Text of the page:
While on assignment in Australia, I read Miles an autobiography about Miles Davis, co-written by Quincy Troupe. I read about 10-15 pages a day in Melbourne. I started hitting a reading groove on the plane from Melbourne to Sydney and was almost done when it was time to leave. I wanted to finish it, so I brought on the plane with me instead of leaving it behind.
The book covered the highlights and low points of Miles Davis' career according to Miles Davis, so you get a one-sided version. Despite the slant, he's brutally honest about his drug abuse, beating his wives, and being a bad father.
My favorite chapters were about Davis' early days when he moved from East St. Louis to New York City after he was accepted into Julliard. He spent more time watching Dizzy Gillespie and Charlie Parker playing in Harlem and on 52nd Street than actually in school. He eventually starting playing in the clubs and quit Julliard all together to focus on playing full time. He was not even 20 when he was on stage with legends like Bird and Dizzy.
Eventually Davis got caught up in heroin like his idol Bird. He was a functioning addict for a couple of years when his habit got worse and nearly ruined his career. He tried to quit on a couple occasions but had a tough time getting off the junk. He finally conquered it but admitted that he drank a lot and snorted a lot of coke - so he was not completely clean. He just wasn't a stone cold junkie anymore.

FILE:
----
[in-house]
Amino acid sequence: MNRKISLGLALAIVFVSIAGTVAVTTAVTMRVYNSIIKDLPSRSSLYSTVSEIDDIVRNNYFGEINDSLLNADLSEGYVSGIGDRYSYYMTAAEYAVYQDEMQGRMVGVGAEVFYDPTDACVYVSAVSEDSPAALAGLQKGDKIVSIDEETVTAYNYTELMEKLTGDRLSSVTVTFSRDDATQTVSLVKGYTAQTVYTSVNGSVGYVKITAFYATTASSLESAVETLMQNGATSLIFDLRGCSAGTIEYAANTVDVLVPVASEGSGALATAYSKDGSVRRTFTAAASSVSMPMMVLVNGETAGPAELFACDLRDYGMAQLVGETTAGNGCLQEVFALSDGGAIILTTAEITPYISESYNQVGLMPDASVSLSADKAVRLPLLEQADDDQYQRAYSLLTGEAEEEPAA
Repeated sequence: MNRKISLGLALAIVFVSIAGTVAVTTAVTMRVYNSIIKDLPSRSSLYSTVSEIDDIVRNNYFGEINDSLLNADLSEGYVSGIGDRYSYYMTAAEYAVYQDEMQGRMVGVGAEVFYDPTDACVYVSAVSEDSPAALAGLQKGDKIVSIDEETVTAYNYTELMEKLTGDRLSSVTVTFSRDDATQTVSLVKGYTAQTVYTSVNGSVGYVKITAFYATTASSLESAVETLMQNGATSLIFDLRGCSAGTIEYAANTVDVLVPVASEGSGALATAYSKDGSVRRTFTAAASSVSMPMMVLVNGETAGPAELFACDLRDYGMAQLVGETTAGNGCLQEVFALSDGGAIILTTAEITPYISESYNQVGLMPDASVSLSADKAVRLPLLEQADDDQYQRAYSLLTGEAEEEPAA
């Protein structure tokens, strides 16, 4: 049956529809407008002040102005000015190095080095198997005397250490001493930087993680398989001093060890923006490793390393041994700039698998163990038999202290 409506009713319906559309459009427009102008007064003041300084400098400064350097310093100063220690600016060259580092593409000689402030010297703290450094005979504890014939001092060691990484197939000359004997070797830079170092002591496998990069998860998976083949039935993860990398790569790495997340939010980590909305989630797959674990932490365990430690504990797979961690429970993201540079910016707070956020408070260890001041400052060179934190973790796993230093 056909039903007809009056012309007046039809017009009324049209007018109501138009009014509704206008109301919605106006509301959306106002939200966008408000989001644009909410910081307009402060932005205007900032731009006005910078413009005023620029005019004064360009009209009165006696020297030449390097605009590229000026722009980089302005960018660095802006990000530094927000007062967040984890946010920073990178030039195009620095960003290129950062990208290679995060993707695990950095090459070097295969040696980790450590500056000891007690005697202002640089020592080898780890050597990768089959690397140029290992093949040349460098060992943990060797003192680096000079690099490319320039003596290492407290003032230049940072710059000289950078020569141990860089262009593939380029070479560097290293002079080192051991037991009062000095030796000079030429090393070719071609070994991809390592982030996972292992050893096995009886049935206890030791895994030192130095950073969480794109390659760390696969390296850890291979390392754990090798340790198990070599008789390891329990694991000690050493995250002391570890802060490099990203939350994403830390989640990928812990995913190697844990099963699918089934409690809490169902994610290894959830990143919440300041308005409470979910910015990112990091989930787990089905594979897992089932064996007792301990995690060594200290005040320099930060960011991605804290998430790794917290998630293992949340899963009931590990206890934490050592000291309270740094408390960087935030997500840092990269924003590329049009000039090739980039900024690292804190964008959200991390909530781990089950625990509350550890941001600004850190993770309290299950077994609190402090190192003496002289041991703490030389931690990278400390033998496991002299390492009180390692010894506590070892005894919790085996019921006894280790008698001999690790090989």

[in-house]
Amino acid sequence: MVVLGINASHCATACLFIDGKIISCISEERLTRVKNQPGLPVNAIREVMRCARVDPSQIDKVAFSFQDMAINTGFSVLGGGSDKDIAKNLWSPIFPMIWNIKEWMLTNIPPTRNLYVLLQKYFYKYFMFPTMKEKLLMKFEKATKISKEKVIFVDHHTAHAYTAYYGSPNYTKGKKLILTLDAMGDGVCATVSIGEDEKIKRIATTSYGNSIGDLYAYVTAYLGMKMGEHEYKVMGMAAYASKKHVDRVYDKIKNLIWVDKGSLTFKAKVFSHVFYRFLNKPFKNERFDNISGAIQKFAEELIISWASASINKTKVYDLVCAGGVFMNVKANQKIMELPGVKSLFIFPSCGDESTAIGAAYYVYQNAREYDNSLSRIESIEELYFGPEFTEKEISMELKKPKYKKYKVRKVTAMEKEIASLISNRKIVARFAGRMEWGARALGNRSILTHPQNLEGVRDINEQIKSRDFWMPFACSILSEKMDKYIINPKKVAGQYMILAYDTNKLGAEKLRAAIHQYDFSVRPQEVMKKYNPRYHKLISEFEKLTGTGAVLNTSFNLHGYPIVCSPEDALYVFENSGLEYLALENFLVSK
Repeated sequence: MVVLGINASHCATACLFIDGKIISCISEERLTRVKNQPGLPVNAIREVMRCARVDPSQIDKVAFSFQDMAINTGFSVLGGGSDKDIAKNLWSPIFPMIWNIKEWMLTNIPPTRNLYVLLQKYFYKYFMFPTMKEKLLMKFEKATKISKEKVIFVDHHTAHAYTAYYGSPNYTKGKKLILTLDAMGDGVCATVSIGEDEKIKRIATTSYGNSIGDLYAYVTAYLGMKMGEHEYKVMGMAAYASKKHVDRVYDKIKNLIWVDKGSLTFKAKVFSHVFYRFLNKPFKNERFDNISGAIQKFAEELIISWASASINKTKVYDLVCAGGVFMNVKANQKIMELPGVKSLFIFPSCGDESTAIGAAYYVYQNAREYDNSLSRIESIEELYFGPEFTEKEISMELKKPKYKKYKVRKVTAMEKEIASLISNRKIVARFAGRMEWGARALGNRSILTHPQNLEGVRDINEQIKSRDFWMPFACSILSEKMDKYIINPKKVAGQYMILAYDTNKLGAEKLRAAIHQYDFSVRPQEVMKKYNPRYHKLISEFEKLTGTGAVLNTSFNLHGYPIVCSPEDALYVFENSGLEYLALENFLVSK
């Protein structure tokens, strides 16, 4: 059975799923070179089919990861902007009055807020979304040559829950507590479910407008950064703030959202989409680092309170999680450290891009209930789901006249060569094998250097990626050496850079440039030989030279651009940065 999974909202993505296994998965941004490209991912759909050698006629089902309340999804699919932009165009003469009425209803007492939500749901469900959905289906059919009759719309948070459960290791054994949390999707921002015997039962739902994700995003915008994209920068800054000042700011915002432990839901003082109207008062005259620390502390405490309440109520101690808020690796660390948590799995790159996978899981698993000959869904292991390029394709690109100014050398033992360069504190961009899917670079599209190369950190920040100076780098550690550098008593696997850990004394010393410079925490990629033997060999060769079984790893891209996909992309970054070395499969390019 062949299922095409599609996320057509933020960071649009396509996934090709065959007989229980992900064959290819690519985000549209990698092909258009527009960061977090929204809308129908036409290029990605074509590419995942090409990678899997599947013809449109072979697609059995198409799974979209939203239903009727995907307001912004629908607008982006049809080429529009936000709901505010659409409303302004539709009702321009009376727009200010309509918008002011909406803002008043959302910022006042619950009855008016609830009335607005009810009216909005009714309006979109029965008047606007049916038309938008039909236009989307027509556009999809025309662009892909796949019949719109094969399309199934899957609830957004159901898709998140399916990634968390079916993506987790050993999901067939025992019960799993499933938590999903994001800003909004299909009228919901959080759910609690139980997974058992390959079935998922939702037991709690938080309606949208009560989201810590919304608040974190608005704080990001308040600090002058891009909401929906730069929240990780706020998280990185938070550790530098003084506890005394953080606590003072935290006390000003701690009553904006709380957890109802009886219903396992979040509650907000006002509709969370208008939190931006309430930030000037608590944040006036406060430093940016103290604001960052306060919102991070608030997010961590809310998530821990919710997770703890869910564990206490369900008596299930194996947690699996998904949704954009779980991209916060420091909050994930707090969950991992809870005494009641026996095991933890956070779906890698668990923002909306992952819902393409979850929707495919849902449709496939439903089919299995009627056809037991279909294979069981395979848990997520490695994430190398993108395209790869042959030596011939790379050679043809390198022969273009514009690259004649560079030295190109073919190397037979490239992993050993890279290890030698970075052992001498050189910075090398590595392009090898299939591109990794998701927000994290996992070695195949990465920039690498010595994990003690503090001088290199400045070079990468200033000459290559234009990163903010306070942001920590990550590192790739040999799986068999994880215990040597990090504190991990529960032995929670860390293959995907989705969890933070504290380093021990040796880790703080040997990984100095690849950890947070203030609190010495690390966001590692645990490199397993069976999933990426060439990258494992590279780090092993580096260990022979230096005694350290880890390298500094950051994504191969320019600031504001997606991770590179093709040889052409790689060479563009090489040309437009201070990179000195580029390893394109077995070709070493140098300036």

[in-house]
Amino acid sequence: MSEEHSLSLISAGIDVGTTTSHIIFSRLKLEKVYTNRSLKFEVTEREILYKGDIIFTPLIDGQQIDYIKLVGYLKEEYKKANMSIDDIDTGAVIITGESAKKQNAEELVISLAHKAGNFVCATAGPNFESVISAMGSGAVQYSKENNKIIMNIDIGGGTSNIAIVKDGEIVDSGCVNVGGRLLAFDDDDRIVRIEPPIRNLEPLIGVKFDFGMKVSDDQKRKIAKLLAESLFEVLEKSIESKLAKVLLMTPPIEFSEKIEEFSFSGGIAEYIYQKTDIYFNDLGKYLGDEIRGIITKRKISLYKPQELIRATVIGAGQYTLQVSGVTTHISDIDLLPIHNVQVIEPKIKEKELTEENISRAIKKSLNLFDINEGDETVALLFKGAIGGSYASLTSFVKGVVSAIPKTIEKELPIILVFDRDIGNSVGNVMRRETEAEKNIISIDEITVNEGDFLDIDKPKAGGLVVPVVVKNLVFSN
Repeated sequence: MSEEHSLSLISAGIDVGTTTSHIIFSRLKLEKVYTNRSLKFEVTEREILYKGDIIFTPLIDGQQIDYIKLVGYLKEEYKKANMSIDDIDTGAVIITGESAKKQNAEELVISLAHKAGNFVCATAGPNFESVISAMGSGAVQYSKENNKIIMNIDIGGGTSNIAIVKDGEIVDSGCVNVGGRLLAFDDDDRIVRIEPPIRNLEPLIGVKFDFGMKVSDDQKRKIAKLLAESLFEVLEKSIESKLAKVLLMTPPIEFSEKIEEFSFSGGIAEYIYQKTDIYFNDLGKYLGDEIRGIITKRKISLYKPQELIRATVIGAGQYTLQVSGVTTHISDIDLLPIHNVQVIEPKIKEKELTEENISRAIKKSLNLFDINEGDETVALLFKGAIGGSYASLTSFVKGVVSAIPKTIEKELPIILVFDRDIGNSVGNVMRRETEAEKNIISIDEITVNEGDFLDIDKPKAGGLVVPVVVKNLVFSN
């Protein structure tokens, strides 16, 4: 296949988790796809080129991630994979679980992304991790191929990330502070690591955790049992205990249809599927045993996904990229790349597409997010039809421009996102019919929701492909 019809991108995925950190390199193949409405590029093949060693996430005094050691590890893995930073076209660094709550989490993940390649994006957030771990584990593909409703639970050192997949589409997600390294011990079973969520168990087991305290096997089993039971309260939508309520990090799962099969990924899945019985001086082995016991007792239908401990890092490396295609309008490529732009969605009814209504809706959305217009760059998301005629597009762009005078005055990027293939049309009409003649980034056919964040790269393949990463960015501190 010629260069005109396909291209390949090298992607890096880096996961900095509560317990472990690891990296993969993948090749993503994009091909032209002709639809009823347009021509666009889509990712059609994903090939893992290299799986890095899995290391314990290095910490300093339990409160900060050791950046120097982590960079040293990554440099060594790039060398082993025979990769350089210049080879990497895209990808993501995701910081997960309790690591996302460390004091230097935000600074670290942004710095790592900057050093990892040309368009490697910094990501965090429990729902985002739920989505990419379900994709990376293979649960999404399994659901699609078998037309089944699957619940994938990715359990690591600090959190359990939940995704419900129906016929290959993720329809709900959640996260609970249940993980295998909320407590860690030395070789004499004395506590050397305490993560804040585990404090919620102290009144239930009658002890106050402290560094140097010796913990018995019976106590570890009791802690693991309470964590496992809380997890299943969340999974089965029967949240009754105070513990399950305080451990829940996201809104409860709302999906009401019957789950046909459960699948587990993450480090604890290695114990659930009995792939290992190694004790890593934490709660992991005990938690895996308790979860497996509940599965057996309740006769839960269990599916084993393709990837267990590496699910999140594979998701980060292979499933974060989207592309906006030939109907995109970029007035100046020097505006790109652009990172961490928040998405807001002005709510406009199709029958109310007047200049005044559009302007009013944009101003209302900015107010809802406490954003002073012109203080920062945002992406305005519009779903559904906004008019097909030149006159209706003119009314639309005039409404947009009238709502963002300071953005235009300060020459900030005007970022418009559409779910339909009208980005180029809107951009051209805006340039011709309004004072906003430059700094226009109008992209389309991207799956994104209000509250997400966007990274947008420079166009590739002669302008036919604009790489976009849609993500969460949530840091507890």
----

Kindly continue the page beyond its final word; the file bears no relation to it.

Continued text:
Some of his best material was recorded in those first few years after he got clean when he began exploring with modal music. Sketches of Spain and Miles Ahead when he collaborated with Gil Evans. Those albums came before the Kind of Blue years.
I also dug the passages about Miles Davis opening up for the Grateful Dead in the late 1960s and hanging out talking music with Jerry Garcia. The one thing that stuck out of the entire book was Davis constantly talking about random nights he stayed up all night talking and discussing music with his friends and other musicians. When he wasn't shooting up, he was constantly listening and playing and expanding and taking chances.
Here's a video of Miles Davis along with John Coltrane performing So What live in 1958.
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I love how the guys are standing around in the back smoking cigarettes. Maybe reefer?